In the Wake of War: The Reconstruction of German Cities after World War II

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Oxford University Press, Jun 24, 1993 - History - 424 pages
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In 1945 Germany's cities lay in ruins, destroyed by Allied bombers `hat left major architectural monuments badly damaged and much of the housing stock reduced to rubble. At the war's end, observers thought that it would take forty years to rebuild, but by the late 1950s West Germany's cities had risen anew. The housing crisis had been overcome and virtually all important monuments reconstructed, and the cities had reclaimed their characteristic identities. Everywhere there was a mixture of old and new: historic churches and town halls stood alongside new housing and department stores; ancient street layouts were crossed or encircled by wide arteries; old city centers were balanced by garden suburbs laid out according to modern planning principles. In this book, Diefendorf examines the questions raised by this remarkable feat of urban reconstruction. He explains who was primarily responsible, what accounted for the speed of rebuilding, and how priorities were set and decisions acted upon. He argues that in such crucial areas as architectural style, urban planning, historic preservation, and housing policy, the Germans drew upon personnel, ideas, institutions, and practical experiences from the Nazi and pre-Nazi periods. Diefendorf shows how the rebuilding of West Germany's cities after 1945 can only be understood in terms of long-term continuities in urban development.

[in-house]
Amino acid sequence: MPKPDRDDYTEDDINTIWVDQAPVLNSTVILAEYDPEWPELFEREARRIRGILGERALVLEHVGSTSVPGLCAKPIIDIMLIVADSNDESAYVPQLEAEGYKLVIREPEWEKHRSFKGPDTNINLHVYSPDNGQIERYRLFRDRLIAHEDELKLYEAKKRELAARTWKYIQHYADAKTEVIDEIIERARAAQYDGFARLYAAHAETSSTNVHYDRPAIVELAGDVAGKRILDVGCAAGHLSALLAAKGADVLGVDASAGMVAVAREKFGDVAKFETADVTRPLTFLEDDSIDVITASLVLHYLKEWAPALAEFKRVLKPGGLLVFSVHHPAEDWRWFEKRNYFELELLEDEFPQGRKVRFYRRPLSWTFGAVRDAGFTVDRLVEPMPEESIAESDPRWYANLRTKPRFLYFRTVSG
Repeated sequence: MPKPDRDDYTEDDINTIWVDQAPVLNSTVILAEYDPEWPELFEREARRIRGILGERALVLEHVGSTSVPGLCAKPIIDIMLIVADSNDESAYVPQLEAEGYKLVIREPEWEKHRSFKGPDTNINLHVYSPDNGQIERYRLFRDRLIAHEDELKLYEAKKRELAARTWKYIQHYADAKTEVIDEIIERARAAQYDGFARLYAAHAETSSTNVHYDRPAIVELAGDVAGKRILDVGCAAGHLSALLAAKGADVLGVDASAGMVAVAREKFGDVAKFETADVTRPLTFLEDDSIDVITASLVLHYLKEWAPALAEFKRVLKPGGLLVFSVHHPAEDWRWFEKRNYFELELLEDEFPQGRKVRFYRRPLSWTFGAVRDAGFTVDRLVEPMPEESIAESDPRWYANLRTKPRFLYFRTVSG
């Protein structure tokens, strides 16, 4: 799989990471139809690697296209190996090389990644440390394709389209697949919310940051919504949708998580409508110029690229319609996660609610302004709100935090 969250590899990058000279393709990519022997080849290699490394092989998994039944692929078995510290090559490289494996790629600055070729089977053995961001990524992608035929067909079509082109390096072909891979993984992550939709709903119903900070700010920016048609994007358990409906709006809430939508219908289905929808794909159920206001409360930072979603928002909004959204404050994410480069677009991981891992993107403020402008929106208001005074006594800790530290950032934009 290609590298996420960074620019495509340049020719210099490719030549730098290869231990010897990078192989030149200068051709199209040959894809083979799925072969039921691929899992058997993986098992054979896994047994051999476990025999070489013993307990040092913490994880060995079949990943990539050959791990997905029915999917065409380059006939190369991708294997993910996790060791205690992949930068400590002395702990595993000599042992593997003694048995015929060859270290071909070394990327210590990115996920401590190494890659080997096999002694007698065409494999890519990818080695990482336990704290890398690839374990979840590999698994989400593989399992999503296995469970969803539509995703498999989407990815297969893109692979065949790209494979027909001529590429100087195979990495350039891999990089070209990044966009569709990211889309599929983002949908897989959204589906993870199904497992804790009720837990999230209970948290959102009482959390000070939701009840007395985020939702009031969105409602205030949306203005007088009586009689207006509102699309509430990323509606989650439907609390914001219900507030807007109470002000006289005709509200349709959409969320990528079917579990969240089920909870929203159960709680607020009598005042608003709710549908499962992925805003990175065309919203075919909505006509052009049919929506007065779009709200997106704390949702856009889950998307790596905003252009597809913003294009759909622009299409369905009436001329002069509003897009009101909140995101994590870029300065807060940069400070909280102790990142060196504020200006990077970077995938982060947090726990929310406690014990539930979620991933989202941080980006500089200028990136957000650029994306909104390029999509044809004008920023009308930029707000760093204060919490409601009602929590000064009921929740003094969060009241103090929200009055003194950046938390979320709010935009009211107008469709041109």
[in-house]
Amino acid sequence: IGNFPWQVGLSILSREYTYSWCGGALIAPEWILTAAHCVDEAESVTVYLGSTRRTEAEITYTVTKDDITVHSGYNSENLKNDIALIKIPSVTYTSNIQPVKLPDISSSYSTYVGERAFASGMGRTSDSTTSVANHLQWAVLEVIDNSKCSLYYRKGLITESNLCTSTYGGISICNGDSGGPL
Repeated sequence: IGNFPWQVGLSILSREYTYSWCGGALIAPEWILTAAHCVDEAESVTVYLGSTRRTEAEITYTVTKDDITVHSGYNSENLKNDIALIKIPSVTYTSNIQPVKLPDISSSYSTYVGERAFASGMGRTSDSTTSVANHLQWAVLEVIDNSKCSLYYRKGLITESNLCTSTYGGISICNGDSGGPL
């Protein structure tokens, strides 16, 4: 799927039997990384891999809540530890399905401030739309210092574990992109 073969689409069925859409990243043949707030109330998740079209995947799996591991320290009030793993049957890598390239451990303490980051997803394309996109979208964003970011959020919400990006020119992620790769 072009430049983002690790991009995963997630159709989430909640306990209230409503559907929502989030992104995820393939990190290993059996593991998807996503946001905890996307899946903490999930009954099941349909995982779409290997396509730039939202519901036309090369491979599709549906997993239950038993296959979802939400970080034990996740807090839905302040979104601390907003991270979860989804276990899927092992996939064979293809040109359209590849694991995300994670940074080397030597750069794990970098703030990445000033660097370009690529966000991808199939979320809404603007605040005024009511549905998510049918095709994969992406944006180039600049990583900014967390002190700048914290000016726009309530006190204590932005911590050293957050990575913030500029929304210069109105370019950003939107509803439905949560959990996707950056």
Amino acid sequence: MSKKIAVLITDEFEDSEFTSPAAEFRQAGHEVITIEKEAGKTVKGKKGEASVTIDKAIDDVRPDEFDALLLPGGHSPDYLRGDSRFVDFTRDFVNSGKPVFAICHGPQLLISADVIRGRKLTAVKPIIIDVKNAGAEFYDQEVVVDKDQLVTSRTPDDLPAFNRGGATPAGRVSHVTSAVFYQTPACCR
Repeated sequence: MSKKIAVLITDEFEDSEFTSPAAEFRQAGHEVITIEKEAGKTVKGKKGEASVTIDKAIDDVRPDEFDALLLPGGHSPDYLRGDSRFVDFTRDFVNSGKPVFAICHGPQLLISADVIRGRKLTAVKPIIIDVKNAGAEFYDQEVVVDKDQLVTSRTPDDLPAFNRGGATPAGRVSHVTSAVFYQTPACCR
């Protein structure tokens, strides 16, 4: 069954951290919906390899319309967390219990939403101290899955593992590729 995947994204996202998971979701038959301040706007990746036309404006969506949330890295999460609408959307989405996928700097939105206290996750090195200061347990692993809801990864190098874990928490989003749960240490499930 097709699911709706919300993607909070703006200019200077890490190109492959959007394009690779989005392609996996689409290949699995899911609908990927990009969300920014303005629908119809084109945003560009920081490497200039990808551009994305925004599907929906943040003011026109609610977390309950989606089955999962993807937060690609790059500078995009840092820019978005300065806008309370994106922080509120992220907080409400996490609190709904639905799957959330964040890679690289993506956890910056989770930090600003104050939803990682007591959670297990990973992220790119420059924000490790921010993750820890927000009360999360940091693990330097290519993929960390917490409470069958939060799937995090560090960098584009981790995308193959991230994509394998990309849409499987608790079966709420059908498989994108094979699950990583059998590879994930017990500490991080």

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Contents

The Air War and Its Consequences
3
Work Amidst the Rubble
18
Architectural Style
43
The Role of Historic Preservation
67
The Housing Problem
108
Planning and Planners after 1945
181
Reconstruction and Building Law
221
Organizing Reconstruction
243
Conclusion
275
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Page 4 - The idea was that buildings of modern construction were poorly suited to form that "bridge of tradition" to future generations which Hitler was calling for. It was hard to imagine that rusting heaps of rubble could communicate these heroic inspirations which Hitler admired in the monuments of the past. My "theory" was intended to deal with this dilemma. By using special materials and by applying certain principles of statics, we should be able to build structures which even in a state of decay, after...
Page 4 - To illustrate my ideas I had a romantic drawing prepared. It showed what the reviewing stand on the Zeppelin Field would look like after generations of neglect, overgrown with ivy, its columns fallen, the walls crumbling here and there, but the outlines still clearly recognizable. In Hitler's entourage this drawing was regarded as blasphemous. That I could even conceive of a period of decline for the newly founded Reich destined to last a thousand years seemed outrageous to many of Hitler's closest...
Page 4 - The iron reinforcements protruded from concrete debris and had already begun to rust. One could easily visualize their further decay. This dreary sight led me to some thoughts which I later propounded to Hitler under the pretentious heading of "A Theory of Ruin Value." The idea was that buildings of modern construction were poorly suited to form that "bridge of tradition" to future generations which Hitler was calling for. It was hard to imagine that rusting heaps of rubble could communicate these...

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